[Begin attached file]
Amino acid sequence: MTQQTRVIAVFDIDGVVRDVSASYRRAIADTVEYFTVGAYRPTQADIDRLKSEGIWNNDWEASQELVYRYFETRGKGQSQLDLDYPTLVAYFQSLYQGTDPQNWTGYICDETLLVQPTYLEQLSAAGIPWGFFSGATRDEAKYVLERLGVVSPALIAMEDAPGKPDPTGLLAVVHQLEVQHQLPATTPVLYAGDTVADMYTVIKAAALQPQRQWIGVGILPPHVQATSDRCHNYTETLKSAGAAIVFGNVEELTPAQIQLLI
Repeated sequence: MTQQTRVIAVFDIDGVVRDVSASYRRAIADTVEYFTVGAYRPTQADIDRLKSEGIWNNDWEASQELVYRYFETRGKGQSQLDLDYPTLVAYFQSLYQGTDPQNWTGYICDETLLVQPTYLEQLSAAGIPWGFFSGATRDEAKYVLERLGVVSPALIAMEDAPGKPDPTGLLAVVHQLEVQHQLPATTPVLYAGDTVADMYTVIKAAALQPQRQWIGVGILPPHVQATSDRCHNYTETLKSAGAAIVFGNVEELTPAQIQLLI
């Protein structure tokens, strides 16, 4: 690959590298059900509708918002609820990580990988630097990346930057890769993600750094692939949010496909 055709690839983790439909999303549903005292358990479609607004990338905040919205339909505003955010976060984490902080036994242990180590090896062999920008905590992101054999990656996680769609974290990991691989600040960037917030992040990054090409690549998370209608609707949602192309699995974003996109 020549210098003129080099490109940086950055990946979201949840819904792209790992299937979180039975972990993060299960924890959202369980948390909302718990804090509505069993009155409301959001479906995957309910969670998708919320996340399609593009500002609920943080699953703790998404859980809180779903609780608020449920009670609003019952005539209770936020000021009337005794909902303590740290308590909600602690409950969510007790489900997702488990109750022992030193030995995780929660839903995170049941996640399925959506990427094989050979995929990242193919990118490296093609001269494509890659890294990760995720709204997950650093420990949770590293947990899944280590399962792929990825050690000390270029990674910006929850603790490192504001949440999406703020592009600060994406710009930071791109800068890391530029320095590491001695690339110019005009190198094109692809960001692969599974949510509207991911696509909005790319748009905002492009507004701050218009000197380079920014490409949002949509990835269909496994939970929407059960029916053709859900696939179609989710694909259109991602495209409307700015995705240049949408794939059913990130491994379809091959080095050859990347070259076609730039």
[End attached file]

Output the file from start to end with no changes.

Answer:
Amino acid sequence: MTQQTRVIAVFDIDGVVRDVSASYRRAIADTVEYFTVGAYRPTQADIDRLKSEGIWNNDWEASQELVYRYFETRGKGQSQLDLDYPTLVAYFQSLYQGTDPQNWTGYICDETLLVQPTYLEQLSAAGIPWGFFSGATRDEAKYVLERLGVVSPALIAMEDAPGKPDPTGLLAVVHQLEVQHQLPATTPVLYAGDTVADMYTVIKAAALQPQRQWIGVGILPPHVQATSDRCHNYTETLKSAGAAIVFGNVEELTPAQIQLLI
Repeated sequence: MTQQTRVIAVFDIDGVVRDVSASYRRAIADTVEYFTVGAYRPTQADIDRLKSEGIWNNDWEASQELVYRYFETRGKGQSQLDLDYPTLVAYFQSLYQGTDPQNWTGYICDETLLVQPTYLEQLSAAGIPWGFFSGATRDEAKYVLERLGVVSPALIAMEDAPGKPDPTGLLAVVHQLEVQHQLPATTPVLYAGDTVADMYTVIKAAALQPQRQWIGVGILPPHVQATSDRCHNYTETLKSAGAAIVFGNVEELTPAQIQLLI
């Protein structure tokens, strides 16, 4: 690959590298059900509708918002609820990580990988630097990346930057890769993600750094692939949010496909 055709690839983790439909999303549903005292358990479609607004990338905040919205339909505003955010976060984490902080036994242990180590090896062999920008905590992101054999990656996680769609974290990991691989600040960037917030992040990054090409690549998370209608609707949602192309699995974003996109 020549210098003129080099490109940086950055990946979201949840819904792209790992299937979180039975972990993060299960924890959202369980948390909302718990804090509505069993009155409301959001479906995957309910969670998708919320996340399609593009500002609920943080699953703790998404859980809180779903609780608020449920009670609003019952005539209770936020000021009337005794909902303590740290308590909600602690409950969510007790489900997702488990109750022992030193030995995780929660839903995170049941996640399925959506990427094989050979995929990242193919990118490296093609001269494509890659890294990760995720709204997950650093420990949770590293947990899944280590399962792929990825050690000390270029990674910006929850603790490192504001949440999406703020592009600060994406710009930071791109800068890391530029320095590491001695690339110019005009190198094109692809960001692969599974949510509207991911696509909005790319748009905002492009507004701050218009000197380079920014490409949002949509990835269909496994939970929407059960029916053709859900696939179609989710694909259109991602495209409307700015995705240049949408794939059913990130491994379809091959080095050859990347070259076609730039």